As the work got underway, his team brought a number of issues to his attention for decisions. They found the ‘like for like’ assumption at the outset was faulty. There were significant gaps between business requirements and new system capabilities. Other issues arose. For example, the data mapping between the old and new systems wasn’t completely compatible, the security categories that allowed different classes of users various rights to view, add, change and delete information weren’t the same and there were a number of problems with formatting information exchange to and from other applications.

The tech lead met with Katie as the issues were brought to his attention. Katie, distracted as she was, told the tech lead to find a way to make it work. And so he did. His team did some cursory testing to prove that the new software worked as it should. They reasoned that the application was satisfying the document management needs of the much larger insurance organization so more extensive testing wasn’t required. And the work continued.


The Results

The new document management system went live on a Monday morning, eleven months after launch. The tech lead and the CIO were happy with the project and the new services that were delivered.

By midafternoon, there was a huge outcry from both remote and local users. It took many users much longer to complete their transactions and the processes were more error prone. There was a frustrating learning curve to cope with interfaces that were just different enough from the old system. The cursory training that was offered hadn’t addressed the need. It was discovered that a significant number of PC’s in wealth management were running with only 4 gigabytes of memory. The minimum requirement for the new software was 8 gigabytes. The software timed out after 15 minutes, losing any work in progress, and there didn’t seem to be a workaround. Also, the new software lacked a number of features that were used regularly in the old environment. Productivity suffered across the board.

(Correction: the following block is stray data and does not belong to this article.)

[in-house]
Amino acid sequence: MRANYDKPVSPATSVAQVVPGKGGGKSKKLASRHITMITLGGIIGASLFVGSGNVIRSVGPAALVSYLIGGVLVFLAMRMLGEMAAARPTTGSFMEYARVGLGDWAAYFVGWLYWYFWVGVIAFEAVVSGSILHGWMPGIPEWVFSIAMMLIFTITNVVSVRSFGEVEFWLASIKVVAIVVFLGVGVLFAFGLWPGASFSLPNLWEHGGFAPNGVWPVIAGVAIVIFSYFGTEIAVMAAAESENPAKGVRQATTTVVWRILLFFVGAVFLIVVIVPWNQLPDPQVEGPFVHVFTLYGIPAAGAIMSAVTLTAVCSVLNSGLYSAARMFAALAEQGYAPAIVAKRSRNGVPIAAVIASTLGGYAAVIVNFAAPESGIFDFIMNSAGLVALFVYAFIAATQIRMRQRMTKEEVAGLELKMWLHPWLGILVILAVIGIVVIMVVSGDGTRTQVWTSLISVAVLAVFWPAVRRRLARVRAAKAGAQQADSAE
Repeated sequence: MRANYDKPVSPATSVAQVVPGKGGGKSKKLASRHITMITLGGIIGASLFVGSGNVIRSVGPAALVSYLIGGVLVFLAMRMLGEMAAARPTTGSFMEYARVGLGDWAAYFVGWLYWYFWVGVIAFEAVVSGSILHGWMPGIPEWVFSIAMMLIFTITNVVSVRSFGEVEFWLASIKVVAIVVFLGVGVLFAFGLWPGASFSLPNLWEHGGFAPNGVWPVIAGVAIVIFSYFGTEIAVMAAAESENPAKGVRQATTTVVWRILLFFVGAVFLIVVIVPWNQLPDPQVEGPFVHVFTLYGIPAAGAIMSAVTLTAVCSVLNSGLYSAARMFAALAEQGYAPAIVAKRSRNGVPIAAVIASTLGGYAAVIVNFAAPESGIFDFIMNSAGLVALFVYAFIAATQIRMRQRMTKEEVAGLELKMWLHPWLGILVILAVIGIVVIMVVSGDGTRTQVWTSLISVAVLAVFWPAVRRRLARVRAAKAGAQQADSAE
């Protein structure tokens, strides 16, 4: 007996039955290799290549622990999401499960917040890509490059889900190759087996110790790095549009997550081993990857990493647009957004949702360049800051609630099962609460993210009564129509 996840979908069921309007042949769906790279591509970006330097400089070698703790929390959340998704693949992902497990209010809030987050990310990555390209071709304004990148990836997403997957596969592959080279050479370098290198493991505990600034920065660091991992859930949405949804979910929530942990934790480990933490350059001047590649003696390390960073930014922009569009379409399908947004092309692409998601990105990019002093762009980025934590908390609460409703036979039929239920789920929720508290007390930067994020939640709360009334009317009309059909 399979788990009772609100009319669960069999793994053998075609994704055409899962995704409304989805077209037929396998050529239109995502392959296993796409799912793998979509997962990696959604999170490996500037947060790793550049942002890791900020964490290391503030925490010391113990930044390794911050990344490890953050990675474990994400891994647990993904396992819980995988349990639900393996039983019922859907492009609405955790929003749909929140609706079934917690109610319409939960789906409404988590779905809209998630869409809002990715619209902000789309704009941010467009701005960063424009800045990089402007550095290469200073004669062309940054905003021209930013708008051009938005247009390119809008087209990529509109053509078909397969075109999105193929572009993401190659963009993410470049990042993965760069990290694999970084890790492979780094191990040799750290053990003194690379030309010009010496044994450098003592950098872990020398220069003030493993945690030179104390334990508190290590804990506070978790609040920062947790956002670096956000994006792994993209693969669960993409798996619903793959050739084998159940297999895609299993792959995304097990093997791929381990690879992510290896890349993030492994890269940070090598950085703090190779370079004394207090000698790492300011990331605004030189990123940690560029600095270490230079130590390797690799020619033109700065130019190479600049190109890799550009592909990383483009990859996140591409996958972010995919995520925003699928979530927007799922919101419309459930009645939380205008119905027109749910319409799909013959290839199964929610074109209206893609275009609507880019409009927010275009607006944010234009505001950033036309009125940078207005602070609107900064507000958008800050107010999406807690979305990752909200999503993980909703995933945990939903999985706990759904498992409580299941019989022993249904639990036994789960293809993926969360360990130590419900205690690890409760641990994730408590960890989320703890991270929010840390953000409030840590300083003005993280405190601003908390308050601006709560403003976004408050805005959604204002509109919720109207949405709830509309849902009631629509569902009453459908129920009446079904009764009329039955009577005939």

As the negative feedback flowed to Katie, she got in touch with the tech lead, gave him a piece of her mind and told him to roll back the changes. When the tech lead investigated, he was told by numerous sources in IT that he couldn’t back out the change. The personnel and technical services weren’t available. When Katie got this message, she called the CIO and her boss, the VP of Operations. Suddenly the document management project became her top priority, a critical operational challenge for the entire wealth management organization and a painful lesson for the corporate IT department.

The VP of Operations, with the CIO’s blessing, selected a seasoned project manager from the PMO and charged him to make things right as quickly as possible. Over the next nine months, the PM carefully steered the project to a successful conclusion using established best practices to deliver a high performing document management service. He identified the major operational challenges and resolved them first. Subsequent releases addressed the outstanding performance, usability and functional issues. The final solution earned accolades from all involved.

Katie was replaced as Director of Administration. She left the company.

How a Great Leader Changed the Result

I wrote an article a number of years ago entitled “There Are No IT Projects”. It is still relevant today. The case we’ve covered in this post provides ample justification for managing every project as a business project, regardless of how much or how little technology change is involved.

How did the newly assigned PM redirect and deliver a successful implementation after such a messy and painful start? He went back to the beginning and moved forward with the basics – every project is a business project.

1. Know your project’s sponsor – This project started out with the CIO as sponsor. It ended up with the wealth management VP of Operations as sponsor. If he had been sponsor from the outset, I expect the course the project followed and the project’s initial outcome would have been very different. Having the correct sponsor in place, engaged and leading the charge influences a project’s degree of success more than any other single decision.

2. Build your guiding coalition – There was no guiding coalition in place when this initiative was launched. The sales organization didn’t have a place at the table. They were heavy users of the document management service. Nor did the Finance organization, Human Resources, not even the Service Desk. Under the restructured project, key decision makers in all of the wealth management organizations using the document management services and affected by the planned technology changes were engaged, involved and committed to the venture. They all helped shape the outcome for the better.